Gaijin Entertainment confirmed that it will be releasing its free-to-play aerial combat MMOG War Thunder on PS4 in time for launch earlier this week, with “easier socialising tools” plus support for video sharing and streaming on the platform. The game is currently in open beta on PC, and will be playable across platforms.
We asked War Thunder developers Anton Yudintsev and Kiril Yudsintsev why they chose to bring the game to PS4, and if they had considered bringing the game to Xbox One this week at Gamescom.
Anton Yudintsev: Well the main thing is you need a lot of people in the game for online gaming to make your game successful. And Sony allows us to make cross-platform games for PS4 and they allow us to make simultaneous updates. We have a digital agreement; we can make simultaneous updates on PC and PS4. That means there will be a lot of players playing from day one. They will be on PC but [playing] with PS4 players. This is one thing. The second is that PS4 is so powerful, and the architecture is similar to PC, so it’s much easier to maintain simultaneous updates.
Did you assess Xbox One as a potential platform?
AY: Microsoft… they have yet to decide how they’re doing online free-to-play and self-published games. They’re pretty far from that, even with their latest initiative.
Does any of the things they’ve been saying in the last few months about self-publishing and patching and so on, does any of that change your attitude towards Xbox One?
AY: They need to stop talking and start basically doing something. Because right now you need to certify your servers with Microsoft, you need to make… it’s not yet clear if there will be updates. If you can’t make updates without Microsoft [approval] they ruin the idea of online gaming, basically. They’ve said there’ll be some kind of opportunity [for that] but haven’t yet said quite exactly how it’ll be working.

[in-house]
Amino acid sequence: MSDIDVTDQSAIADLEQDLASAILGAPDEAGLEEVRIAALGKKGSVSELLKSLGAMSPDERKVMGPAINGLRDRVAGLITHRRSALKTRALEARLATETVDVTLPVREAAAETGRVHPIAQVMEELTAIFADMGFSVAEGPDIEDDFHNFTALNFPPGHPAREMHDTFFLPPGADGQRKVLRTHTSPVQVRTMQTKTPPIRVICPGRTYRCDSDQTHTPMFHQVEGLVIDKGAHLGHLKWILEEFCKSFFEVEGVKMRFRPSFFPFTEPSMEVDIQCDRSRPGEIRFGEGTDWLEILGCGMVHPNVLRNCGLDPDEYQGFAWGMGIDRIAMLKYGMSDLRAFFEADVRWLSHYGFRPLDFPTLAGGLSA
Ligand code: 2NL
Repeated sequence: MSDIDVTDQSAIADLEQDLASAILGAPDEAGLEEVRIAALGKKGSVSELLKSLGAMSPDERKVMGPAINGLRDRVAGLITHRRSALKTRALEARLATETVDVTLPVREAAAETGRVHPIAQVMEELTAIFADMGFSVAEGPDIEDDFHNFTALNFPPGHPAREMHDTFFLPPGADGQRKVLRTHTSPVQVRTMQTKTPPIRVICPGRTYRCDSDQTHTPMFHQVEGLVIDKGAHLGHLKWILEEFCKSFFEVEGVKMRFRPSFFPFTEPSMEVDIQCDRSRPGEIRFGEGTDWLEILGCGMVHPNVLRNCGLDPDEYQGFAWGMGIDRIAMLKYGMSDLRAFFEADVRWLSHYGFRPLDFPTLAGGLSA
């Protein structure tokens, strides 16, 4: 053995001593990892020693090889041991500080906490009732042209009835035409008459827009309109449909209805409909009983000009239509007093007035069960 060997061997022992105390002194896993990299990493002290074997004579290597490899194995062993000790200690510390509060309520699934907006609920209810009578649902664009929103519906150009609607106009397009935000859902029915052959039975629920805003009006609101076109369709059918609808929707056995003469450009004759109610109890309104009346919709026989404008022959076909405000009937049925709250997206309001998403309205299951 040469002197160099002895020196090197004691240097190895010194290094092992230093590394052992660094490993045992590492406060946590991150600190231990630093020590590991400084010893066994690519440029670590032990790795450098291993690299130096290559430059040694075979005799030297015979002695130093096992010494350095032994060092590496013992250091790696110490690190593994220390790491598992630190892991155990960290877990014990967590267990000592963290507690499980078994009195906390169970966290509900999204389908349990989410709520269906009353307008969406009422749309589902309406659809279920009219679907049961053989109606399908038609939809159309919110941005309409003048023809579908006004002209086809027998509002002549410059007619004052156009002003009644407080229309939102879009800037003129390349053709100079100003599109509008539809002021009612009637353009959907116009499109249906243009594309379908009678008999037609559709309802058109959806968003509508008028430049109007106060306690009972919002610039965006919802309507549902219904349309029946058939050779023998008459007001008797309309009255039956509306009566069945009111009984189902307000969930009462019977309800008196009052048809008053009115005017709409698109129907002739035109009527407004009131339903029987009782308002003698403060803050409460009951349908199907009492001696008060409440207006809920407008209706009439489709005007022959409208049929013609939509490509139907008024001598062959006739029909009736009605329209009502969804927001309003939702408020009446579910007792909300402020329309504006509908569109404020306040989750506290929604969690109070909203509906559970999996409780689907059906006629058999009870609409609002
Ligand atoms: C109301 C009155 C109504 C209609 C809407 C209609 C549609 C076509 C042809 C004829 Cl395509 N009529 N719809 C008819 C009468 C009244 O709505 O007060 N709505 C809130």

Kiril Yudsintsev: No cross-platform.
AY: No cross-platform is allowed on Xbox. Cross-platform multiplayer. So the Xbox One ecosystem will be small at the beginning of the cycle. I hope some day Microsoft will be there.
So it’s about policy, not power.
AY: No it’s not about power.
KY: We are scalable. We are running on a toaster [laughs].
AY: Well, obviously PlayStation 4 is more powerful than Xbox One.
How much more powerful?
AY: It depends what you’re doing. GPU, like 40 per cent more powerful. DDR5 is basically 50 per cent more powerful than DDR3, but the memory write [performance] is bigger on Xbox One so it depends on what you’re doing.
How is that going to translate to on-screen results for the kinds of games you want to make? So to optimise War Thunder on both consoles you could hypothetically make a better, prettier version on PS4?
KY: Probably yes. But again, that’s not a very big deal.
AY: Well, for an online game the difference between Xbox One and PS4 is not that big a deal. PS4 is more powerful, basically, but the main reason is not about power.